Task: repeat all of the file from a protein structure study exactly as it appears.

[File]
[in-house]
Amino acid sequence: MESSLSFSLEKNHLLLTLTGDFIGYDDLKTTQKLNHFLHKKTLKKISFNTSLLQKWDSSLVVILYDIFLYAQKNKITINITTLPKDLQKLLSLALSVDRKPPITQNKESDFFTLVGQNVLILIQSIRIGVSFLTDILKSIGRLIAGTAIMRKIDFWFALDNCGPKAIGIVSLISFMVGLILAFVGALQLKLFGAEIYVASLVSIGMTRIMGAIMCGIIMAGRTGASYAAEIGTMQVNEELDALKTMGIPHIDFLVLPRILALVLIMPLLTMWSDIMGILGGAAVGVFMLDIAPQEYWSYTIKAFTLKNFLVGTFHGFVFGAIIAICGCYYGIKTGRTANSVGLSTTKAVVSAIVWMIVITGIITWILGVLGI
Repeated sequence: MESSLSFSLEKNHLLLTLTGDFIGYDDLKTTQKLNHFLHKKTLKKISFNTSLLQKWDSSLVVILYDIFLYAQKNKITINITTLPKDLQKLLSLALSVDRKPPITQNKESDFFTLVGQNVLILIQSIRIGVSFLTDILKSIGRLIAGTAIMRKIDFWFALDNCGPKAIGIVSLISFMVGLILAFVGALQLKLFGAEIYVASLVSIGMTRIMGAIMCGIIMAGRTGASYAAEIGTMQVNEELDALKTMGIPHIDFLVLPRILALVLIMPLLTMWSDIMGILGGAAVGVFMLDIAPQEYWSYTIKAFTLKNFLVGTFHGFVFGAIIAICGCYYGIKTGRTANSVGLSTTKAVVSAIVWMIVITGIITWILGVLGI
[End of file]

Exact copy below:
[in-house]
Amino acid sequence: MESSLSFSLEKNHLLLTLTGDFIGYDDLKTTQKLNHFLHKKTLKKISFNTSLLQKWDSSLVVILYDIFLYAQKNKITINITTLPKDLQKLLSLALSVDRKPPITQNKESDFFTLVGQNVLILIQSIRIGVSFLTDILKSIGRLIAGTAIMRKIDFWFALDNCGPKAIGIVSLISFMVGLILAFVGALQLKLFGAEIYVASLVSIGMTRIMGAIMCGIIMAGRTGASYAAEIGTMQVNEELDALKTMGIPHIDFLVLPRILALVLIMPLLTMWSDIMGILGGAAVGVFMLDIAPQEYWSYTIKAFTLKNFLVGTFHGFVFGAIIAICGCYYGIKTGRTANSVGLSTTKAVVSAIVWMIVITGIITWILGVLGI
Repeated sequence: MESSLSFSLEKNHLLLTLTGDFIGYDDLKTTQKLNHFLHKKTLKKISFNTSLLQKWDSSLVVILYDIFLYAQKNKITINITTLPKDLQKLLSLALSVDRKPPITQNKESDFFTLVGQNVLILIQSIRIGVSFLTDILKSIGRLIAGTAIMRKIDFWFALDNCGPKAIGIVSLISFMVGLILAFVGALQLKLFGAEIYVASLVSIGMTRIMGAIMCGIIMAGRTGASYAAEIGTMQVNEELDALKTMGIPHIDFLVLPRILALVLIMPLLTMWSDIMGILGGAAVGVFMLDIAPQEYWSYTIKAFTLKNFLVGTFHGFVFGAIIAICGCYYGIKTGRTANSVGLSTTKAVVSAIVWMIVITGIITWILGVLGI